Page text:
Virtual Mentor. November 2002, Volume 4, Number 11.
Adopting the Unborn
The use of in vitro fertilization has resulted in excess frozen embryos, whose fate has yet to be determined due to the absence of legislation or regulation.
In vitro fertilization has helped to produce tens of thousands of children since the procedure became widespread in the mid-1980s . As with any new medical technology, several unexpected problems developed, such as what to do with the more than 200,000 excess frozen embryos stored in fertility clinics around the country . While many countries have national policies governing how long such embryos can be stored, the US does not. Entrenched in the debate over what to do with unwanted embryos is the uncertain legal and moral status of the embryos themselves.
A US couple faced with the question of what to do with their excess embryos currently has 3 options: (1) discard the embryos, (2) donate the embryos to a non-federally funded lab for research purposes, including embryonic stem cell research, or (3) donate the embryos so that other infertile women may use them.
In late August, the Bush administration announced its plan to publicize what it refers to as "embryo adoption" by offering individual grants ranging from $200,000 to $250,000 and totaling approximately $1 million . Like embryo donation where couples give their unused embryos for research, couples may also give extra embryos to another infertile couple for "adoption." Babies born by this process are considered the children of the recipient couple. Organizations may apply for the federal grant dollars to fund public awareness campaigns promoting donation of embryos.
The term "embryo adoption" was originally coined by Nightlight Christian Adoptions . The director for Snowflakes, the agency's embryo program, explained that "we use the adoption language and materials with the hopes of setting a precedent that someday the court will say embryos need to be handled like any other child" . Knowledge of the origin of the term embryo adoption has fueled sharp criticism of the Bush administration by abortion rights groups.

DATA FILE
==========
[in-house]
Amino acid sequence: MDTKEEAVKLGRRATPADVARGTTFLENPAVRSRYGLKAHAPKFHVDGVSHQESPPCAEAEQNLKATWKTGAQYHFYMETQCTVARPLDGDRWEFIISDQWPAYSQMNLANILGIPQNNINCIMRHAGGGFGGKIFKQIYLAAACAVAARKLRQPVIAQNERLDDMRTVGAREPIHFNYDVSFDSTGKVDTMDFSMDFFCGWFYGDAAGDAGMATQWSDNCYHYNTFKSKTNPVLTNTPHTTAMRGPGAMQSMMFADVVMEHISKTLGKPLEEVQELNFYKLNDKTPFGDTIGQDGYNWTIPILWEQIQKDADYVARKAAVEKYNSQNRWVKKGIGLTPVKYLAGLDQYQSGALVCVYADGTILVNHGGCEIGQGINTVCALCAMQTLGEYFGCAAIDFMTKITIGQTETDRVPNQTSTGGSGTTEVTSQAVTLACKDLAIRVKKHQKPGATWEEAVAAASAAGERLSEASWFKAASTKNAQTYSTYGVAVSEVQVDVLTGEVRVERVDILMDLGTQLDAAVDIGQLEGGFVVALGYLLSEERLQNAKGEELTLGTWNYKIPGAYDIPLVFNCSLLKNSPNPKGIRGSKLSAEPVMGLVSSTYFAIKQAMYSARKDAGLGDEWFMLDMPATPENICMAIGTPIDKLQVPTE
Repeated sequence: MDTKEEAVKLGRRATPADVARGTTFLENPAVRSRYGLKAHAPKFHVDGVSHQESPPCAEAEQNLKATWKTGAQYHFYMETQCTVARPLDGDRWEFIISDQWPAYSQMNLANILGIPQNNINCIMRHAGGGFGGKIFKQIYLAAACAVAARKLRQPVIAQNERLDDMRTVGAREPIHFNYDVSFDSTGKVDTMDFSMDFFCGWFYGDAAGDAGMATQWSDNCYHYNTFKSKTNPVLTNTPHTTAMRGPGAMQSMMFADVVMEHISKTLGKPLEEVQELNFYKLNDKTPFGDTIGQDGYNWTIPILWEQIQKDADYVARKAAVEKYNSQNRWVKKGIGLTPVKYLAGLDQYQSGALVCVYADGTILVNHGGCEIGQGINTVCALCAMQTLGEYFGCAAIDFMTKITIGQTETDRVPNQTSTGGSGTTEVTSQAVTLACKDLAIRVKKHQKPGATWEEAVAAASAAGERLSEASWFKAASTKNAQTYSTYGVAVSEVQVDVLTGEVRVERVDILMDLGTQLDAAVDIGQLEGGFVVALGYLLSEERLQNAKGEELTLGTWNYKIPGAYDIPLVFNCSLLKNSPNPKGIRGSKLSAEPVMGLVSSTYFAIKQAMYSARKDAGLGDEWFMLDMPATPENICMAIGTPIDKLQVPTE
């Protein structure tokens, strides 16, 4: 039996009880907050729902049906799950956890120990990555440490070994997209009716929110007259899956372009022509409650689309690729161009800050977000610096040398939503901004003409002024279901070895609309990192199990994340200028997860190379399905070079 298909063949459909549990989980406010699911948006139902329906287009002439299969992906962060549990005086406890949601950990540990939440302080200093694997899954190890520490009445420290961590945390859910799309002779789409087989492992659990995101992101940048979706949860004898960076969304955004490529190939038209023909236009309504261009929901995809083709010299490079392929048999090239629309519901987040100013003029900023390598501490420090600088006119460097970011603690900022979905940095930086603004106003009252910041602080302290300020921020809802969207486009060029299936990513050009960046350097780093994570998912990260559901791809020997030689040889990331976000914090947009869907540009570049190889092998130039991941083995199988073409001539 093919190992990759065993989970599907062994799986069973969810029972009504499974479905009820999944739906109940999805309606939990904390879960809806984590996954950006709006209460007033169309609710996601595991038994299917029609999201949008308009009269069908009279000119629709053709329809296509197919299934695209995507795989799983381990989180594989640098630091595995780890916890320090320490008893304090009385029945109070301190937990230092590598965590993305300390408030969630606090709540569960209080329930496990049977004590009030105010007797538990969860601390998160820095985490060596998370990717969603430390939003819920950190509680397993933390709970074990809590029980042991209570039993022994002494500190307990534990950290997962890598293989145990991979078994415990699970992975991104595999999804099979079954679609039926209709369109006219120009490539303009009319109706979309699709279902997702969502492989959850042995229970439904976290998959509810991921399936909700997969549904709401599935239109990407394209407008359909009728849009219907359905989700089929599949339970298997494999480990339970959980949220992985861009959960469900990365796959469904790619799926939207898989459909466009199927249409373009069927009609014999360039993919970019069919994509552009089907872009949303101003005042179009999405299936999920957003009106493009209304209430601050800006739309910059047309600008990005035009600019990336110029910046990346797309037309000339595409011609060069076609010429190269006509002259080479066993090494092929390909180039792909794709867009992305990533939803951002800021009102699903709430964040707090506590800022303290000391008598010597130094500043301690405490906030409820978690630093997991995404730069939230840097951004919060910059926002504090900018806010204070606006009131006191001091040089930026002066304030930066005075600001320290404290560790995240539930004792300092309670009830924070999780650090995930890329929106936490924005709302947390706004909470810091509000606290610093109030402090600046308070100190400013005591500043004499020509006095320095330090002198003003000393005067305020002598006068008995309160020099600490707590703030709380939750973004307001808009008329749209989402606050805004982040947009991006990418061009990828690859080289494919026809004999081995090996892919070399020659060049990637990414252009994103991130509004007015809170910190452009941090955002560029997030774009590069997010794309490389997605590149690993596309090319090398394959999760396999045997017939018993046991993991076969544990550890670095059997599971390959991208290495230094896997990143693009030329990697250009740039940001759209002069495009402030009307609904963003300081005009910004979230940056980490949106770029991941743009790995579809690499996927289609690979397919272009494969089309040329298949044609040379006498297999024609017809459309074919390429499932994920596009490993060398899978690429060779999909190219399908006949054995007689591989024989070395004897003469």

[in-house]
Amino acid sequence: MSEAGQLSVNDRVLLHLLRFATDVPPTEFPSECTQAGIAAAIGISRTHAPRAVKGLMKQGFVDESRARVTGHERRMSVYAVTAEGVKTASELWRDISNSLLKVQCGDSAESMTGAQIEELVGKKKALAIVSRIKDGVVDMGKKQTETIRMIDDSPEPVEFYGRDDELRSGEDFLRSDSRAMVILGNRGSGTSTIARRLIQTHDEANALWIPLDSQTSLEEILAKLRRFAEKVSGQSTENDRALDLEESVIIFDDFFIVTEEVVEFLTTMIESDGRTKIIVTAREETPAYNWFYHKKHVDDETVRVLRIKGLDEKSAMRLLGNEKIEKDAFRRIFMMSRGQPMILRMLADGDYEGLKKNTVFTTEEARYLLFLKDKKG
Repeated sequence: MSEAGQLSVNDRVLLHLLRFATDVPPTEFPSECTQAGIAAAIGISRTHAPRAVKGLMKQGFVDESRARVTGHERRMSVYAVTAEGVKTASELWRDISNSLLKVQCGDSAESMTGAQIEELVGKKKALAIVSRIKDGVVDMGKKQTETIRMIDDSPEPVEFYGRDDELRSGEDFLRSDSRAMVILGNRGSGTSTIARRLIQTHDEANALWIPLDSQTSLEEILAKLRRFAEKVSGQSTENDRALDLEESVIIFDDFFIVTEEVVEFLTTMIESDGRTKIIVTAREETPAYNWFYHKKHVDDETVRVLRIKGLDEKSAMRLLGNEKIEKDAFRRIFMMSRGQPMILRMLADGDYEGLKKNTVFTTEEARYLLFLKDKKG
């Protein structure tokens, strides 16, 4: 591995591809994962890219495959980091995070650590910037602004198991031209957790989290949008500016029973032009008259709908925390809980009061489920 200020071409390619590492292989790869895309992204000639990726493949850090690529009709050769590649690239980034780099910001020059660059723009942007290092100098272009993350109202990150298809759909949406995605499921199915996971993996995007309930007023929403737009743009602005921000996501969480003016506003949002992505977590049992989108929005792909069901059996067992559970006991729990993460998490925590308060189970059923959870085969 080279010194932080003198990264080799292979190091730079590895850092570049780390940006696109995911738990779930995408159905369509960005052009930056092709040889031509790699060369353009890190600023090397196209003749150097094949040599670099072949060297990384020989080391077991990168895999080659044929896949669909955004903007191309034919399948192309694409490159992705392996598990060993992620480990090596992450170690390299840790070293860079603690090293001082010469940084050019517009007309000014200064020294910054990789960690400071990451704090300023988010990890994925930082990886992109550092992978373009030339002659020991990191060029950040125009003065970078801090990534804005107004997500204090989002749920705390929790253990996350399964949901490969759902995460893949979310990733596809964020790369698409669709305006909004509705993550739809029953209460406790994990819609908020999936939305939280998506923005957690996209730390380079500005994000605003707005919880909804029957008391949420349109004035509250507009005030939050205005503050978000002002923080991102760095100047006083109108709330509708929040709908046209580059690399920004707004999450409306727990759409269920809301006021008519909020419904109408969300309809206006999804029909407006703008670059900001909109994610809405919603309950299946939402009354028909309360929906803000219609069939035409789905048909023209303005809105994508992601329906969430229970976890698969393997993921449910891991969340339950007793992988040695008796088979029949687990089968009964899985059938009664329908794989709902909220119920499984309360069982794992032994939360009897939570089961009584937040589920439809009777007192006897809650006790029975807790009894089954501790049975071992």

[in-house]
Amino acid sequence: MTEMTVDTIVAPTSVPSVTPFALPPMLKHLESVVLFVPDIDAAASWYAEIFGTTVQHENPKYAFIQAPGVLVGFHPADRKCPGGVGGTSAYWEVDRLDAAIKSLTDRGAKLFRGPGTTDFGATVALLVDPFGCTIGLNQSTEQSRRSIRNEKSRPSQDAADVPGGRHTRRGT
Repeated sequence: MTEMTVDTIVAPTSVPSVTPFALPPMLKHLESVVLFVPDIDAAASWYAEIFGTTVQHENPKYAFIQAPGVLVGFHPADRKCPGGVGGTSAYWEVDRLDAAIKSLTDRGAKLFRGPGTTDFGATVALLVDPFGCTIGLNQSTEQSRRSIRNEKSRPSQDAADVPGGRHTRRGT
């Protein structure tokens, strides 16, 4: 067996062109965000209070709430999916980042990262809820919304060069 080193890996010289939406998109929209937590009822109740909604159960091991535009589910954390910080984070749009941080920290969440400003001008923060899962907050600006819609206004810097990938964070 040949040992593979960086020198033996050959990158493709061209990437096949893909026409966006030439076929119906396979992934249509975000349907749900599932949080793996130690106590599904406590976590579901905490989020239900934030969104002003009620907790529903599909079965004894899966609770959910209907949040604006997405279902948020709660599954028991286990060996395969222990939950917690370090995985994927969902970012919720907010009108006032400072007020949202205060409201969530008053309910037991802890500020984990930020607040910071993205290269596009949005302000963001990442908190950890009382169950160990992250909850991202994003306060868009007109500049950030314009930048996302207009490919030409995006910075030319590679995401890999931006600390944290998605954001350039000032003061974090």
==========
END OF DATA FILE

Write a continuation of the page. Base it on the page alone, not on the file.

One pressing question about this program is why embryo adoption is deemed to need governmental support. Critics argue that the administration is using the embryo adoption program to confer upon the embryo the rights of a fully developed person, as if it were a baby. Much of this argument stems from the use of the term "adoption." How, critics argue, can one "adopt" a 6-celled embryo as if it were the equivalent of a child? Certainly a private laboratory that uses donated embryos for research purposes does not adopt them but merely accepts a donation. Nor does a person who donates blood or a kidney give these tissues up for adoption.
Senator Arlen Specter (R-Pa) inserted the grant program into a Health and Human Services spending bill. Although Sen. Specter supports both abortion rights and embryonic stem cell research, he also supports the grant program because "if any of those embryos could produce life, I think they ought to produce life" . Specter is of the opinion that while couples are free to discard or donate their embryos for research, it should be a last resort option. If the goal of the federal government were to develop a workable solution, than more than one of the available options would be examined. Promoting 1 out of 3 possible options demonstrates a clear bias on the part of the Bush administration.
Although the current administration supports and has offered financial assistance to promote embryo adoption, only 5 states have any legal protection for the recipients of donated embryos, and embryo adoption is not legally recognized . The federal government may face some difficulty promoting a course of action that has such little legal support.
With an ever-growing number of people seeking in vitro fertilization treatment, the problems of excess frozen embryos and disagreements about what to do with them will only increase in number and complexity. Who should address these issues? Some have called for additional regulation of the industry, either at the state or federal level. Others think that such regulation should come from within the profession—from the specialty organizations, fertility clinics, and physicians. It will certainly take the cooperation of all these parties to establish comprehensive procedures. In the absence of legislation and regulation, disagreements will end up in the courts, which will lead to case by case decisions that fail to address the broad underlying problems.
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